The Loop

McNulty Gets First Win In Two Years

August 19, 2007

SUNRIVER, Ore. -- Once a great putter, always a great putter. Or so reasons Mark McNulty, one of the best, who rode a hot flatstick to a runaway victory Sunday in the Jeld-Wen Tradition, the fourth of five majors on the Champions Tour schedule.

"Guys who have putted well through the ages are born with it," McNulty said. "Whether it's [Ben] Crenshaw, Tiger [Woods], Loren Roberts -- D.A. Weibring's a great putter -- you are born with it. You have times when you go through poor putting rounds, but it always comes back because you have it. It's inside."

For McNulty, who eschews high-tech putters in favor of a traditional Bulls-eye model, his proficient short game was on display early and often in the final round at Crosswater Club at Sunriver Resort as he broke out of a 54-hole deadlock with David Edwards and cruised to a five-stroke victory over him. McNulty closed with a 68 for a 16-under 272 total, his Sunday marred only by an inconsequential double-bogey on the 18th hole.

McNulty, 53, who won five times in his first two seasons as a senior but hadn't claimed a victory in almost two years, birdied four of the first seven holes. Twelve-footers at Nos. 2 and 7 were sandwiched around putts of 30 feet on the third and 25 feet on the fifth.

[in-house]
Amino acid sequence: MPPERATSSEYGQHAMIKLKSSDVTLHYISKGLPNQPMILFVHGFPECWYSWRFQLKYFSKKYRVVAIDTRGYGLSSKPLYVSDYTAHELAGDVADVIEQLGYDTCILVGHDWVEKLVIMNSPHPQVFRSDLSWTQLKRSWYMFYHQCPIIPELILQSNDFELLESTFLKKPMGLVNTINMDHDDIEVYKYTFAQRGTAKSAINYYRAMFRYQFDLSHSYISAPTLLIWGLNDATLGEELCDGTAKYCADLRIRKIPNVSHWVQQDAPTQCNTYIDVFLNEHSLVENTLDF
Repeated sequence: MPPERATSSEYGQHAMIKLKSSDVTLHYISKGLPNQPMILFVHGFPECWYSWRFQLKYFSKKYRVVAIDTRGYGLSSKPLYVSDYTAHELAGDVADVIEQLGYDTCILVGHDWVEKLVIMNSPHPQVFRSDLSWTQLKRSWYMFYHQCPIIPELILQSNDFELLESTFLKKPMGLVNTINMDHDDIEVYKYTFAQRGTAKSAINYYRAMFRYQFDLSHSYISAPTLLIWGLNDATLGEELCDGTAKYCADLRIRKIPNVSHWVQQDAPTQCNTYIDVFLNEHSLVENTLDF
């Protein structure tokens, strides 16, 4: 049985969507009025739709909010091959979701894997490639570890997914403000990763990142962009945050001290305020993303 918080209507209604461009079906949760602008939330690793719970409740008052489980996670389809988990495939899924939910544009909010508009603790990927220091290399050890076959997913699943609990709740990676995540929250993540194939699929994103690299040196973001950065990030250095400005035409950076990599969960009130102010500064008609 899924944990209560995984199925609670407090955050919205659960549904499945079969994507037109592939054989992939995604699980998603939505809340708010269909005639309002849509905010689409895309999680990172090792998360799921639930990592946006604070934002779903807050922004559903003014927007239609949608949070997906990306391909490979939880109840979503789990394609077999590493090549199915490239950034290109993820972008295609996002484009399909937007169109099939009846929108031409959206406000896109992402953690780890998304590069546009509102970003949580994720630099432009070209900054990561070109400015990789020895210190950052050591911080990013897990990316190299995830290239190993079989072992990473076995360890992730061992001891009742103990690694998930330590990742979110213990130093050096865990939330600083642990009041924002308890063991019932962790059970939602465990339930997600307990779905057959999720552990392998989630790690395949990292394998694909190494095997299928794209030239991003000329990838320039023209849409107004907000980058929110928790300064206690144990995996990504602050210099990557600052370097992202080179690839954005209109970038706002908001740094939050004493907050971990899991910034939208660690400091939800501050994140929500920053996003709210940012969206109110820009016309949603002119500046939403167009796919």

"Those were just bonus putts," McNulty said of the putts at Nos. 3 and 5. "I was coming downhill on both of them, and it was all about pace. Sometimes when you're putting well, your lag putts come out of the blue and go in. My pace was fantastic all week."

Although McNulty hadn't recorded a top-10 finish in 2007 coming into this week, he stayed calm Sunday. "I didn't feel any jitterbugs at all," he said. "I never got ahead of myself this week. I said Friday evening that there were still 36 questions to be answered. Each time I got to a new tee today, I said, 'That's one more question answered.' "

McNulty had faced a lot of questions in his career this season, from a swing that had gotten out of kilter to his long-troubled back. "The best win is the last win," he said. "You never know when the next one is going to come. I didn't know when the next one was going to come, if it was going to come. I'm still not totally confident about my back, even though it's a helluva lot better than it was. It's a fragile piece of equipment, and it doesn't like golf. My brain likes golf, my back doesn't."

--Bill Fields

(Photo: Jonathan Ferrey/Getty Images)